As legislators and regulators across Europe – Brexit bit between their teeth – are poised for all sorts of eventualities, advisers can at least rest assured change is the constant on which they can depend.
But in the midst of seemingly constant flux, it can become easy to bow to what is insisted upon and lose sight of what is needed which, in turn, can be to the detriment of the very people said change set out to serve.
Take the new tests to reassess whether advisers with the Level 4 Diploma in Financial Planning still have sufficient knowledge: the Regulated Retail Investment Adviser Re-Evaluation assessment.
No one would challenge that having a good level of knowledge forms a non-negotiable part of the foundation to giving sound financial advice. Yet it is just a part. Greater accuracy alone may not add even a modicum of meaning. And without meaning, well there is not much.
Pursuit of factual excellence while ignoring the story (of clients’ lives) in which these facts are played out will not lead to better outcomes for anyone.
In order to connect powerfully and meaningfully, we must insist on more than cold, hard facts, creating a story that clients cannot only understand but also experience.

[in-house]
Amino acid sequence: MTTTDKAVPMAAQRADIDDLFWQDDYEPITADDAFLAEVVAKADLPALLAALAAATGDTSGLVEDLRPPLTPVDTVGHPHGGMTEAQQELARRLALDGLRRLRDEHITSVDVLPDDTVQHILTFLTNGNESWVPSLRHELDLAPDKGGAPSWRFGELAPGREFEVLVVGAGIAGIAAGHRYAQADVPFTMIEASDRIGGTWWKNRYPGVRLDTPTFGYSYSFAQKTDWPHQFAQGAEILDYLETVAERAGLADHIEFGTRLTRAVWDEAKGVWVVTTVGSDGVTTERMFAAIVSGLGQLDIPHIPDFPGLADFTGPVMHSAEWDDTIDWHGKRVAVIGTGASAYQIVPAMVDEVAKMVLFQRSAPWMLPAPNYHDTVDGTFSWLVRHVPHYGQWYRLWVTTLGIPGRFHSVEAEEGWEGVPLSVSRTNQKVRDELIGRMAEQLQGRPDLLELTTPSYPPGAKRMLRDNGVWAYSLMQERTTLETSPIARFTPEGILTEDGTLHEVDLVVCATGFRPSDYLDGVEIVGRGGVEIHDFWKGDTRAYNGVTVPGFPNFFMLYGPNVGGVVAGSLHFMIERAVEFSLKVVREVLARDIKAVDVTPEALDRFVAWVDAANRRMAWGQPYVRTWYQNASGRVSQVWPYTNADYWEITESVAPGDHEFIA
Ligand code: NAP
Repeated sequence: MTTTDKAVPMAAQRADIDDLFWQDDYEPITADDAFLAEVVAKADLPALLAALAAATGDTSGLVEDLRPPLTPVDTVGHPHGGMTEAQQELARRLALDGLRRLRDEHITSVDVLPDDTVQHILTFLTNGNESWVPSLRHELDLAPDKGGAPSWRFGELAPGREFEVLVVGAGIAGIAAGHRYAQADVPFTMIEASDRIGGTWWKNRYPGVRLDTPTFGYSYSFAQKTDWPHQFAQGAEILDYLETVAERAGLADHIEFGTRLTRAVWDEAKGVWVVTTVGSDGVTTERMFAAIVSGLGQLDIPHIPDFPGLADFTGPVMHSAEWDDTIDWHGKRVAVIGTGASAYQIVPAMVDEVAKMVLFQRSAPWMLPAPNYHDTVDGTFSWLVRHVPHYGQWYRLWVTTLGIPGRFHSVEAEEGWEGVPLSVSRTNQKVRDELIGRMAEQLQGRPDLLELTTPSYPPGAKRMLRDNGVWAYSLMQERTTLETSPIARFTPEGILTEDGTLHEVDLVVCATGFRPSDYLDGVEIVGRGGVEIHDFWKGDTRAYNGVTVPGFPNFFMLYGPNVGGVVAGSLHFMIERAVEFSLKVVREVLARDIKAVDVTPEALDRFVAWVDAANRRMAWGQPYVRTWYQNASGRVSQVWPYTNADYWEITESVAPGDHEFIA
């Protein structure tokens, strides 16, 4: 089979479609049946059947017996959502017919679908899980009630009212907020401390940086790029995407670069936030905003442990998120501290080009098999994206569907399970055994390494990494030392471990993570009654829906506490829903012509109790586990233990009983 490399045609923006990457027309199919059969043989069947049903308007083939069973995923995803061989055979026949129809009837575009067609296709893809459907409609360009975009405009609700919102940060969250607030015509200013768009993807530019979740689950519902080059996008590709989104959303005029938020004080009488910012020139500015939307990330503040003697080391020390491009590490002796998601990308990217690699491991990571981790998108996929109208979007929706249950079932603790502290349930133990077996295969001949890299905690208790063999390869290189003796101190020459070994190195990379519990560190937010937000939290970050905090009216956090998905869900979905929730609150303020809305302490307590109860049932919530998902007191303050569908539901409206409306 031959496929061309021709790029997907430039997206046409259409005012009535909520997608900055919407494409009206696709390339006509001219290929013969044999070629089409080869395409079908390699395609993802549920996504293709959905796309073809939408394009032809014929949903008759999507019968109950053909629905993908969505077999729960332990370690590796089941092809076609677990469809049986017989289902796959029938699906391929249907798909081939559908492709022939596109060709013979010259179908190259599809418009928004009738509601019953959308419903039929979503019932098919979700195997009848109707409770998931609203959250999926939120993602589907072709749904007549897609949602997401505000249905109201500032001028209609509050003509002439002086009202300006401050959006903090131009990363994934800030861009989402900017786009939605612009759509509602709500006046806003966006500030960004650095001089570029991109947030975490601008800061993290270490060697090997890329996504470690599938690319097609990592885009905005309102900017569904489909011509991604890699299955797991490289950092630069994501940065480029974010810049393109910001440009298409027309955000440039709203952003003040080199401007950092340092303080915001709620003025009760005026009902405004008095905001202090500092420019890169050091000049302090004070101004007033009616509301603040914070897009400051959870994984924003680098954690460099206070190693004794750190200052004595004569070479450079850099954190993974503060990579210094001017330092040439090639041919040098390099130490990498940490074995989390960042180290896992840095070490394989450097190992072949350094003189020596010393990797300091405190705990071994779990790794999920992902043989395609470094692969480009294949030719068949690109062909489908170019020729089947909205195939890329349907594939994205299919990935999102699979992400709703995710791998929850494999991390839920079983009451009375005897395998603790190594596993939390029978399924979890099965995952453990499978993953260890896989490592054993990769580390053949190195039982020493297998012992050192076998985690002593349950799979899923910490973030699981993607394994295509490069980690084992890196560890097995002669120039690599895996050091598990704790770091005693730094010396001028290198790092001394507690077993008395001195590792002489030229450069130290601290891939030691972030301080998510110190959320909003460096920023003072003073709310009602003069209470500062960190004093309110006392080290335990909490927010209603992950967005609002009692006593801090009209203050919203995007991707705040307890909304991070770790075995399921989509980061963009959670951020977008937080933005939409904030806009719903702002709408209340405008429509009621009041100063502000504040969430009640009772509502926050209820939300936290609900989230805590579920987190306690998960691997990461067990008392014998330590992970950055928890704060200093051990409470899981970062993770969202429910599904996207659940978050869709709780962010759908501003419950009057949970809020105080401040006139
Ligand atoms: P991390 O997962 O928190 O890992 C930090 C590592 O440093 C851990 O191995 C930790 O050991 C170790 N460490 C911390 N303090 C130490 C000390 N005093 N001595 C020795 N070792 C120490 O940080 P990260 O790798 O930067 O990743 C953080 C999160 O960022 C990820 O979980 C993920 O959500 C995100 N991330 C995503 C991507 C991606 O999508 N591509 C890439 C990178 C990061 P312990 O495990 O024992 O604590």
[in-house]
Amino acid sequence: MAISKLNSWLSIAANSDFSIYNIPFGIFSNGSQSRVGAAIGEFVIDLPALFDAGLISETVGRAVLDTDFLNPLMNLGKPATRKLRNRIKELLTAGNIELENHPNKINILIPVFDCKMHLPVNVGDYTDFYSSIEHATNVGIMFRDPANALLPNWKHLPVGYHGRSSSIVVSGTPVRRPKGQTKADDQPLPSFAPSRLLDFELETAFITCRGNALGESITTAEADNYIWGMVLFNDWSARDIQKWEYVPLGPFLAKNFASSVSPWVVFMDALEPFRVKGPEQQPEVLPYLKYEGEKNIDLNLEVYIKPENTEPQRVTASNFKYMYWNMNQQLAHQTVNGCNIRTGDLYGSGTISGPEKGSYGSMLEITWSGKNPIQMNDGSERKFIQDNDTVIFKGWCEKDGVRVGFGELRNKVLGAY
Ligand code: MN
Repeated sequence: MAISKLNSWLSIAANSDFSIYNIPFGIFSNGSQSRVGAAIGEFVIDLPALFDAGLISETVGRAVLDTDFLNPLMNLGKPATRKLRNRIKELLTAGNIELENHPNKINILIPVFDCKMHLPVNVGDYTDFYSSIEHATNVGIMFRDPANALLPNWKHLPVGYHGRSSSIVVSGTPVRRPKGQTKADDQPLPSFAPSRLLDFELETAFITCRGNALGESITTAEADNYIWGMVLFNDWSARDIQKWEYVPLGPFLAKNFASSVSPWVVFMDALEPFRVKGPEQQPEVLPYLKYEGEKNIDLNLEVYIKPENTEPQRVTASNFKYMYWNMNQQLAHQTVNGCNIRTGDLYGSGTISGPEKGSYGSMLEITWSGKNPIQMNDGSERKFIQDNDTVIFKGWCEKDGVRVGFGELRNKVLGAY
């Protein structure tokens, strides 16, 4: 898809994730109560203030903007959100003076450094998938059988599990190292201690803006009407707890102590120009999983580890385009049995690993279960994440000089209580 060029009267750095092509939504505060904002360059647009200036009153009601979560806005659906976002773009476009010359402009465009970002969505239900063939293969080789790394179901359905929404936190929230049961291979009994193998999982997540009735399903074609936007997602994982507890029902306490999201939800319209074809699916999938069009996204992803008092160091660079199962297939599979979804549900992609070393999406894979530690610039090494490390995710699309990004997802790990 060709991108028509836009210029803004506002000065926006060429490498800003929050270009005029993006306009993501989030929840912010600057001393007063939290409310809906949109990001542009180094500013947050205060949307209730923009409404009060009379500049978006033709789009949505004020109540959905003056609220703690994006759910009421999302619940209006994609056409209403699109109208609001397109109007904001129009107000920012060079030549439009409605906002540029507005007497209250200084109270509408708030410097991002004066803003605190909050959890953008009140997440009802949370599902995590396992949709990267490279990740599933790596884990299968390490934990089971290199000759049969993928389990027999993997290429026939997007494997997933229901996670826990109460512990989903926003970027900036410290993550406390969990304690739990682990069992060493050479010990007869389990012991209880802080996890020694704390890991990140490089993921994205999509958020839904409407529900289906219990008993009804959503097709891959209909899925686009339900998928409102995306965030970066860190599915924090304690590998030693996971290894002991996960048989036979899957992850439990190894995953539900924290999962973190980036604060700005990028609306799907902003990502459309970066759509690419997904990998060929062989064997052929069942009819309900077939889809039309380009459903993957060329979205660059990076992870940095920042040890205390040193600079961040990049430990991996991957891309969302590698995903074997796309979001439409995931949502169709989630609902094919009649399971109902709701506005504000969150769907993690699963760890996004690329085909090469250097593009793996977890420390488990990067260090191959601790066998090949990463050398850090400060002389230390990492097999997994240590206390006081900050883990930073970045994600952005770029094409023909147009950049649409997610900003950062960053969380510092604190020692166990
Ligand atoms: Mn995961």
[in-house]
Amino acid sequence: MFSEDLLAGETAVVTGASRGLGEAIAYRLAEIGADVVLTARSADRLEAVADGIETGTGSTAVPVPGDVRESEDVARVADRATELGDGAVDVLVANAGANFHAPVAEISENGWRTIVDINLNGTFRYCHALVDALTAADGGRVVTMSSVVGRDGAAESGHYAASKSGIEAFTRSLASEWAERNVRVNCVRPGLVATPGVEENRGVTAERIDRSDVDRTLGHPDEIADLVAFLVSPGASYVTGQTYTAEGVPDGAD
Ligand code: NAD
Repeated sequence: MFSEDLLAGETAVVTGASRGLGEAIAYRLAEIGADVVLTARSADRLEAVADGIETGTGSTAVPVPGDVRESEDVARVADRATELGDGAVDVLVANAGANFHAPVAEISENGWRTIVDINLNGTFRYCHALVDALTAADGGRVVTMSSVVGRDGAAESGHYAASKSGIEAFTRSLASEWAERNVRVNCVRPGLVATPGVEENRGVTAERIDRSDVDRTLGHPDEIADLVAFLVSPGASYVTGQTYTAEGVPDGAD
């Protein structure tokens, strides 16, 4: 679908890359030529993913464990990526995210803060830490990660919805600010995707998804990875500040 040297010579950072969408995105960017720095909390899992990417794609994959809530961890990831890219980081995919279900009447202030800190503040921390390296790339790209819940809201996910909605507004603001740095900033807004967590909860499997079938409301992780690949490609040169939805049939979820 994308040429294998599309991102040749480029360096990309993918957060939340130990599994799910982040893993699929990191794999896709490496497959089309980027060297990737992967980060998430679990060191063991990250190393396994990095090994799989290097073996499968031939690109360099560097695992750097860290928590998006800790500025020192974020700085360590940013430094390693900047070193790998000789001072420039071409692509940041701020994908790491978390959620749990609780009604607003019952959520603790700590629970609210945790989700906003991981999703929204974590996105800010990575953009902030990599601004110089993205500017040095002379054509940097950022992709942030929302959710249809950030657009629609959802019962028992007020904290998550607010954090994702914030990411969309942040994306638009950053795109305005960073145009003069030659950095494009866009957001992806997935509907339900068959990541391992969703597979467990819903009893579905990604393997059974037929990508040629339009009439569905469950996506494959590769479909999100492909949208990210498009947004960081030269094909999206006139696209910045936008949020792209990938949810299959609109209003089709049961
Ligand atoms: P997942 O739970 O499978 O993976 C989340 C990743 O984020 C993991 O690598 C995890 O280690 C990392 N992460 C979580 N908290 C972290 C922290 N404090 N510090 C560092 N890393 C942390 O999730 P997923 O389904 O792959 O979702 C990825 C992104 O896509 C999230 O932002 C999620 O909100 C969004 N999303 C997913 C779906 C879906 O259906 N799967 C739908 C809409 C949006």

The poet and journalist George Sylvester Viereck charmed an interview out of an initially reluctant superstar physicist. He asked: “How do you account for your discoveries? Through intuition or inspiration?”
Albert Einstein replied: “Both. I sometimes feel I am right but do not know it. When two expeditions of scientists went to test my theory, I was convinced they would confirm my theory. I wasn’t surprised when the results confirmed my intuition, but I would have been surprised had I been wrong. I’m enough of an artist to draw freely on my imagination, which I think is more important than knowledge. Knowledge is limited. Imagination encircles the world.”
Throughout our development as a species, we have relied on a blend of imagination and knowledge. Both are valuable. The Oxford English Dictionary states that imagination involves “forming a mental concept of what is not actually present to the senses”. This is imperative in the intangible world of financial services.
Phil Wickenden is managing director of Cicero Research